Of­fi­cials con­sid­er­ing zom­bie build­ing law

Daily Freeman (Kingston, NY) - - FRONT PAGE - By William J. Kem­ble news@free­manon­line.com

Of­fi­cials will re­view op­tions for deal­ing with zom­bie prop­er­ties banks fail to keep up af­ter a mort­gage holder de­faulted.

TOWN OF UL­STER >> Town Board mem­bers plan to re­view op­tions for deal­ing with zom­bie prop­er­ties that banks fail to keep up af­ter a mort­gage holder has de­faulted.

The prob­lem was dis­cussed dur­ing a meet­ing last week, with res­i­dent Lois Smith say­ing there are se­cu­rity prob­lems at her home be­cause an ad­ja­cent house has been aban­doned.

“As time pro­gresses that fore­clo­sure has gone from ... in­di­vid­u­als say­ing they’re from the bank and they have to be there to in­di­vid­u­als just show­ing up and re­mov­ing items from this house, which re­ally isn’t none of my con­cern ex­cept for when they try to gain ac­cess into my home, which is an ad­join­ing town home,” she said.

“I had to put up video cam­eras and I’m con­cerned about my child,” Smith said. “Thank God I do have great neigh­bors who do help out keep­ing an eye on ev­ery­thing. Just re­cently some of the other bank peo­ple came with three in­di­vid­u­als in a mini-van and ... they tried to get into my side of the home.”

Smith told board mem­bers po­lice have been called on sev­eral oc­ca­sions but con­di­tions of the aban­doned house is de­te­ri­o­rat­ing.

“The door doesn’t lock, the win­dow is open, the mold is grow­ing and there’s rats that have been re­ported,” she said. “There’s wa­ter that’s back­ing up to my unit now be­cause of the way that drainage is be­ing over­run by leaves and I need to main­tain it my­self.”

Su­per­vi­sor James Quigley said the town build­ing in­spec­tor will con­duct an in­ves­ti­ga­tion and at­tempt to con­tact the bank about mak­ing re­pairs.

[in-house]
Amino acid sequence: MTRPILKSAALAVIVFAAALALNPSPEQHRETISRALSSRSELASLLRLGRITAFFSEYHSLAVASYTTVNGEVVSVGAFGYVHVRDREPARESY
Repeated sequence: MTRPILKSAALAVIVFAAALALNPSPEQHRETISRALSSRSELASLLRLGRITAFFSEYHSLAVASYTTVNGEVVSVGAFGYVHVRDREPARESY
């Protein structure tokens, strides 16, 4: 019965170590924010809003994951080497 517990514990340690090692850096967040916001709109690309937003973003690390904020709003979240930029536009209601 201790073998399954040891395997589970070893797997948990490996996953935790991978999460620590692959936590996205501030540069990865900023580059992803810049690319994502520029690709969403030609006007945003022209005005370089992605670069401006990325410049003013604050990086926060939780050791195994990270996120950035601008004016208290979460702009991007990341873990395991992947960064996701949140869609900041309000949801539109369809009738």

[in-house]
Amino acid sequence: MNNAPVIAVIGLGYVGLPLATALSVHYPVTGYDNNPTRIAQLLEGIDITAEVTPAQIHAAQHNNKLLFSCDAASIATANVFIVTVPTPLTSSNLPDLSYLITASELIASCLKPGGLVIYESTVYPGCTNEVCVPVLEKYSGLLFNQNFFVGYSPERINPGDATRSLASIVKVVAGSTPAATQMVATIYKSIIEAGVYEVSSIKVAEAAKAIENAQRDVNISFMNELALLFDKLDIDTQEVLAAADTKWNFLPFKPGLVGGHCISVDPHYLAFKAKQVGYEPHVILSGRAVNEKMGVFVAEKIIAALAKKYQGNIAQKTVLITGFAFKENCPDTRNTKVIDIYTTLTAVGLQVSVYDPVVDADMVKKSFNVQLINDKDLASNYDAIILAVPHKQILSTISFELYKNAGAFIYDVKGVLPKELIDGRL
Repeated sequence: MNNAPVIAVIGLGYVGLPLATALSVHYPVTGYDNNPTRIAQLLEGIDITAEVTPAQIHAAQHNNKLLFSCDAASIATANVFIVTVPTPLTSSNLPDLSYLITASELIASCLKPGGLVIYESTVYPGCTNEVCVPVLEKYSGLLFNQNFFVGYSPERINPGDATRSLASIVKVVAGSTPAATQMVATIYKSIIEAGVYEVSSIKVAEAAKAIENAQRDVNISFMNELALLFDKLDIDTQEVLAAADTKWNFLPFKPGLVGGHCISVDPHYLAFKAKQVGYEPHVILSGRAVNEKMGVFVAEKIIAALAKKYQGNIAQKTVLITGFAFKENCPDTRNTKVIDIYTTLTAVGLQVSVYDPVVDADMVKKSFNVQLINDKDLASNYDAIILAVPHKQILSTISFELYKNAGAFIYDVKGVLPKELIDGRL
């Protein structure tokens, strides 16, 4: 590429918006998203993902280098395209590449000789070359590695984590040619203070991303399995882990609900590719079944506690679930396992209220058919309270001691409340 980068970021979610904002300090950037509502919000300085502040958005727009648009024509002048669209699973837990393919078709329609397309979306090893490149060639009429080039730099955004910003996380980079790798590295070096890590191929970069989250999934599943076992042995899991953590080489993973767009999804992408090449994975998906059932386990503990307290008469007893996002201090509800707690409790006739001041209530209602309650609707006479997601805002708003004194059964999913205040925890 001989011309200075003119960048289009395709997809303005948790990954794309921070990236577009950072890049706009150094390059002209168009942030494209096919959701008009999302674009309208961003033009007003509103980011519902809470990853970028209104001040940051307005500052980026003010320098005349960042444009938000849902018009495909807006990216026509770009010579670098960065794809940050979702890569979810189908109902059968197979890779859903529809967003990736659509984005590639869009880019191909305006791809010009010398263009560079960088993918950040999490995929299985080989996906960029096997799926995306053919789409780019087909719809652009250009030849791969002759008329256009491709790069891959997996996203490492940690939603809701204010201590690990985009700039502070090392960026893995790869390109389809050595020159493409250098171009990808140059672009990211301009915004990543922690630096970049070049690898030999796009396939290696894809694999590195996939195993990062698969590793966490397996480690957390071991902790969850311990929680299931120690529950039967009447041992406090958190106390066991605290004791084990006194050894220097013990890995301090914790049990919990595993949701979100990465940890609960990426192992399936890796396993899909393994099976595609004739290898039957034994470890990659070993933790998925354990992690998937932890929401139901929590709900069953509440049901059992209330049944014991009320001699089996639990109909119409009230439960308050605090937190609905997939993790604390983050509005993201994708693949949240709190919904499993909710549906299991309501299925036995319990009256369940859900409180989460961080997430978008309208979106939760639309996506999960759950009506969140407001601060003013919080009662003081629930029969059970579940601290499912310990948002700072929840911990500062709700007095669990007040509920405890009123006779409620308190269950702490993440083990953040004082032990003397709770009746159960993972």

“In this case we have ev­ery right to ... is­sue them a sum­mons and bring them into court for hav­ing an un­se­cured premises,” he said. “We will take and pur­sue ev­ery course of ac­tion nec­es­sary to get this sit­u­a­tion ad­dressed.”

Board mem­bers plan to re­view the type of code re­vi­sions that would be needed to keep aban­doned prop­er­ties from fall­ing into dis­re­pair.

“There are other in­stances where we’ve had prop­er­ties that have not been main­tained and the Town Board has ... au­tho­rized the town Highway De­part­ment to cut the grass and clean up the out­side,” Quigley said. “We take the costs of those ser­vices and then add them to the tax bill.”

Town at­tor­ney Ja­son Ko­vacs said there will be a re­view of a state law that goes into af­fect Dec. 20.

“I be­lieve that the towns have a lit­tle more power now to com­pel banks to fix prop­er­ties that are va­cant,” he said. “It looks like a good law and we’ll see if we can use it.”

Quigley said the town may avoid use of penal­ties re­cently adopted by Kingston city of­fi­cials to deal with aban­doned build­ings.

“They piled on with all th­ese charges for va­cant struc­tures,” he said. “I think what they’re go­ing to end up do­ing is mo­ti­vat­ing some peo­ple to tear struc­tures down rather than pay the fines.”

The city reg­u­la­tions re­quire a prop­erty owner or mon­tage holder to pay an­nual fees of $1,200 each of the first four years of a va­cancy, $5,200 for the fifth year, $6,200 the sixth year; $7,200 the sev­enth year; $8,200 for the eighth year; $9,200 the ninth year; and $10,200 the 10th year.

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